- Plain film competency deserves Felson’s Principles of Chest Roentgenology.
- Despite the name, Fundamentals of Body CT does a nice job of introducing thoracic CT as well (and was recently updated). It’s basically a must-buy.
- For a more definitive source, you could read Webb’s Thoracic Imaging: Pulmonary and Cardiovascular Radiology. It’s especially well-loved for its treatment of interstitial lung diseases. It’s very expensive and a good volume to borrow. Webb also has the best text on High-Resolution CT of the Lung, another great and pricey reference to maybe not buy.
- Mayo Clinic Gastrointestinal Imaging Review has every modality but is the fluoro resource you would need (assuming people will teach you the protocols) if you want to really go deep on the dying art.
- The cheaper solution is Genitourinary Radiology: The Requisites. The Textbook of Uroradiology is pricier but quite nice.
- Helm’s classic Fundamentals of Skeletal Radiology is very similar to his chapters in B&H and isn’t really necessary to have in addition. And, like his B&H chapters, the MRI sections are comically short. A decent one-stop next step is Musculoskeletal Imaging: The Requisites. A very pricey text that you could borrow would be Orthopedic Imaging: A Practical Approach.
- Musculoskeletal MRI (originally another Helms’ title) is the book to read to gain a dedicated foundation in MSK MRI.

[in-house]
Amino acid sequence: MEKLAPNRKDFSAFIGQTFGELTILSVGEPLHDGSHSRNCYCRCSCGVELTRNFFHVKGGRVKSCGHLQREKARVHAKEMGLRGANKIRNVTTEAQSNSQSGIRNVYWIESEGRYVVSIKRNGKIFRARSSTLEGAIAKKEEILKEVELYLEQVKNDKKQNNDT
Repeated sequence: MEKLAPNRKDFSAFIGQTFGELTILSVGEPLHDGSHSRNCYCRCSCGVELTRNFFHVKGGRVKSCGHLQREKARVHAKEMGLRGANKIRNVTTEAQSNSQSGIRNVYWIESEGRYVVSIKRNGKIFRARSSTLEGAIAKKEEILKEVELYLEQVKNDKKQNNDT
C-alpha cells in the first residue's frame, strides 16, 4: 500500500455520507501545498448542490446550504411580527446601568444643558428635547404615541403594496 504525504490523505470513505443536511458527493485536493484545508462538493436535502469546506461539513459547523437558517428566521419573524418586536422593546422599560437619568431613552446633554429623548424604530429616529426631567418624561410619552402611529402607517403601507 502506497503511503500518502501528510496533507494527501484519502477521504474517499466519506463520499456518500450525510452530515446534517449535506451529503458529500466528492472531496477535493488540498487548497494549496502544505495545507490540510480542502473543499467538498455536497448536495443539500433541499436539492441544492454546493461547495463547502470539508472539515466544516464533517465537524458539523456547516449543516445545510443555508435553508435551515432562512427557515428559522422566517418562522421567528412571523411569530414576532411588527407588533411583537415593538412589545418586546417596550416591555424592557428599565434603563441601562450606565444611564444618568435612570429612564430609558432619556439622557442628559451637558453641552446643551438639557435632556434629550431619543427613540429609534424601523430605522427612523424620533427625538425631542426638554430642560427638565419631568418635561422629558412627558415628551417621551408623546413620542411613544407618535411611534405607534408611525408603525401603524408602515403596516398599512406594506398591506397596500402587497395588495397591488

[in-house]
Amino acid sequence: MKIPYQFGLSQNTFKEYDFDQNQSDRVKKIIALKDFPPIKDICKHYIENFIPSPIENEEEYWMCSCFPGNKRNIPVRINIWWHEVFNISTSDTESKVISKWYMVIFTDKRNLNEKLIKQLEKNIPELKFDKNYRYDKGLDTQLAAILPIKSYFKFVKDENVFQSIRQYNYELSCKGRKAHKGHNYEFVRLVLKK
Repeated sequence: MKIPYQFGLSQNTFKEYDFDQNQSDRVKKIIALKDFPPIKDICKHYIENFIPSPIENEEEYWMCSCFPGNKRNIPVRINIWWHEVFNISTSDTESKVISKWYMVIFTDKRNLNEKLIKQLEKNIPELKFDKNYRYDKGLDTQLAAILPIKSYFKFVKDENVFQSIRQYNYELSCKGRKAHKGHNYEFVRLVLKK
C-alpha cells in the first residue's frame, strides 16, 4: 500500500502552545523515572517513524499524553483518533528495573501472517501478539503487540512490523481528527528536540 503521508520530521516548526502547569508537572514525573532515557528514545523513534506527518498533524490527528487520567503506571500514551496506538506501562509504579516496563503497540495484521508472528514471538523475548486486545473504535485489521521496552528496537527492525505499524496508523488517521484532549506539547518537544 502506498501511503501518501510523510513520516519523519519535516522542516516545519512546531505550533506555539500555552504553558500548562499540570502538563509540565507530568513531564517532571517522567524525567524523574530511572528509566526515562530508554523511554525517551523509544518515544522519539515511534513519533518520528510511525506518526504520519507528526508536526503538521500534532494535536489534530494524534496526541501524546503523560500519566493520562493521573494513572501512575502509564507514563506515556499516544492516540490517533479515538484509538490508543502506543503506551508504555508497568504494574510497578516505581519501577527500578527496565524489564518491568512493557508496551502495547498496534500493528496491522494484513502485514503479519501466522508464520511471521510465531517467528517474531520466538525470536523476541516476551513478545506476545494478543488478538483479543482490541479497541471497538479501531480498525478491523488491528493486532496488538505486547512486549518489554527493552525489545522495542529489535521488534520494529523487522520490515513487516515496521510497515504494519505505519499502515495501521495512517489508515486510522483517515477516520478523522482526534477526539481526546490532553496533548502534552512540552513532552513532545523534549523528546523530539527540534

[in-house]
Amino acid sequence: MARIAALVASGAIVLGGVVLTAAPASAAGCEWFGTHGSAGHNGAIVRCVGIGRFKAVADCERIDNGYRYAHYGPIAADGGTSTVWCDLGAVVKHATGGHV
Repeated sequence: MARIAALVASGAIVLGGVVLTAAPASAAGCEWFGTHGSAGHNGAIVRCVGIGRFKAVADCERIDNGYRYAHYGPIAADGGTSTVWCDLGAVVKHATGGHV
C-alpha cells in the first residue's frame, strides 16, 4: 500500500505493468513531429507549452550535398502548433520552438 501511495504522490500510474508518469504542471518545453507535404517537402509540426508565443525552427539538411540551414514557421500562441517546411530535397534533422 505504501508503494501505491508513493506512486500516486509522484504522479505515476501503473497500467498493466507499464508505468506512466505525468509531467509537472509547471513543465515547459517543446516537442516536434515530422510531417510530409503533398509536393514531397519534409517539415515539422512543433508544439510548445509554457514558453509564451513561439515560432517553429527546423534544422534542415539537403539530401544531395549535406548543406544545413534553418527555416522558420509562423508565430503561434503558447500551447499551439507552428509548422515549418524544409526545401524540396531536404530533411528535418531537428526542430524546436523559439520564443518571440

- Arthritis in Black and White is the most beloved breakdown of what is often considered a difficult topic.
- Brant and Helms is generally sufficient to start if you have it.
- Otherwise for further reading, Neuroradiology: The Requisites is a good next step (ignore the puns).
- For the budding subspecialist:
- For more cash, Osborn’s Brain is the worldwide favorite (just intracranial stuff though, no head/neck or spine). There is a new Essentials of Osborne’s Brain for trainees that is watered down nicely and 1/3 the price.
- For an H&N bible, see if there’s a copy of Head and Neck Imaging lying around somewhere in the department (and while you’re at it, check for a copy of Diagnostic Imaging: Spine too). For dedicated temporal bone, go for Swartz’s Imaging of the Temporal Bone.
- Mettler’s Essentials of Nuclear Medicine Imaging is it.